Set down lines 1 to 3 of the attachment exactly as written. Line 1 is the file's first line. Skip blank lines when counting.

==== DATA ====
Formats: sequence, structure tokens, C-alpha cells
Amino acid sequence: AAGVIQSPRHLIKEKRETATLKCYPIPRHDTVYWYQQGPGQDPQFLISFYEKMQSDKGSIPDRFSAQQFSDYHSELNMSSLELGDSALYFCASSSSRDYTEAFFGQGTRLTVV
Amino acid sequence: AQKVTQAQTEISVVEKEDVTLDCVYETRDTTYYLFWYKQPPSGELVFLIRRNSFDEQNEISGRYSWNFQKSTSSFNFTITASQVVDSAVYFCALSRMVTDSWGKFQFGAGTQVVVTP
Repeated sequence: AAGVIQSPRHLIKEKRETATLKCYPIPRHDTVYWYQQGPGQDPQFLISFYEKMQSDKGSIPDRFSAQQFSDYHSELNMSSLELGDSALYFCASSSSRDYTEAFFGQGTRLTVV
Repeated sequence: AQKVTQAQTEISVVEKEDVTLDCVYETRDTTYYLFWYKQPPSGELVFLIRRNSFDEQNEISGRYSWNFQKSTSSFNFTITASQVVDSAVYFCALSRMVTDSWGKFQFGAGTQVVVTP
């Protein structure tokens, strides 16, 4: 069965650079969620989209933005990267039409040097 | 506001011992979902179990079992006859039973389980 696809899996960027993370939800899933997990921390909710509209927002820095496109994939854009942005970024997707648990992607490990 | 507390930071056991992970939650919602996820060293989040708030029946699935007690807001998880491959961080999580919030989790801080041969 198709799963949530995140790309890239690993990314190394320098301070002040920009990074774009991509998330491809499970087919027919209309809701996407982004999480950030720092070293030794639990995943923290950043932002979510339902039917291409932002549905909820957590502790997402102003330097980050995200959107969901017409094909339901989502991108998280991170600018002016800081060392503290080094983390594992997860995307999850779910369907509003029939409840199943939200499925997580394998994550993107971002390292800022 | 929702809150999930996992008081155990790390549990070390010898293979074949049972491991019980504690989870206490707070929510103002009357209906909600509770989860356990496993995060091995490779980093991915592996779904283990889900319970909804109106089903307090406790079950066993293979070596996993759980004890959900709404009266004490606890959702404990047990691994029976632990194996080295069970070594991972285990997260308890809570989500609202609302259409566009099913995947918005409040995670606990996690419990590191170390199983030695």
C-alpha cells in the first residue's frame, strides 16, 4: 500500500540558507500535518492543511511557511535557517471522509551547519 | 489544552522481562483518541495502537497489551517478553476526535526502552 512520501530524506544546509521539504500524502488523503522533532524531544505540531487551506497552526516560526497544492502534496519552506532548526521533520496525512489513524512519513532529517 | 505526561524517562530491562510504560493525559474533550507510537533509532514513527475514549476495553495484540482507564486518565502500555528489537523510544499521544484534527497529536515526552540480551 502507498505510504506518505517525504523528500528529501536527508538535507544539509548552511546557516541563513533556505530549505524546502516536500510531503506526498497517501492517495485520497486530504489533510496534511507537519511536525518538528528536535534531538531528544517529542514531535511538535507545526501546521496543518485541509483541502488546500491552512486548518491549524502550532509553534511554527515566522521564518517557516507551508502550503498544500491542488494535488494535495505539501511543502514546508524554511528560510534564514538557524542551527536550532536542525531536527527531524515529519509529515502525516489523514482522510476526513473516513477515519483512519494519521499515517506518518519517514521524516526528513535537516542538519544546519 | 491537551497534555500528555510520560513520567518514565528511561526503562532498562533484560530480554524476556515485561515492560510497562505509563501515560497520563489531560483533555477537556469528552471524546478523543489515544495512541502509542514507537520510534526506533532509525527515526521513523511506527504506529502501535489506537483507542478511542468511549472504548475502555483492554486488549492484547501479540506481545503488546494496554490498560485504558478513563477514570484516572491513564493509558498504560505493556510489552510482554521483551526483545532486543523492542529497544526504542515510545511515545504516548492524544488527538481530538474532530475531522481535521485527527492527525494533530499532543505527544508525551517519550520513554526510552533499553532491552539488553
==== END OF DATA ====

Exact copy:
Formats: sequence, structure tokens, C-alpha cells
Amino acid sequence: AAGVIQSPRHLIKEKRETATLKCYPIPRHDTVYWYQQGPGQDPQFLISFYEKMQSDKGSIPDRFSAQQFSDYHSELNMSSLELGDSALYFCASSSSRDYTEAFFGQGTRLTVV
Amino acid sequence: AQKVTQAQTEISVVEKEDVTLDCVYETRDTTYYLFWYKQPPSGELVFLIRRNSFDEQNEISGRYSWNFQKSTSSFNFTITASQVVDSAVYFCALSRMVTDSWGKFQFGAGTQVVVTP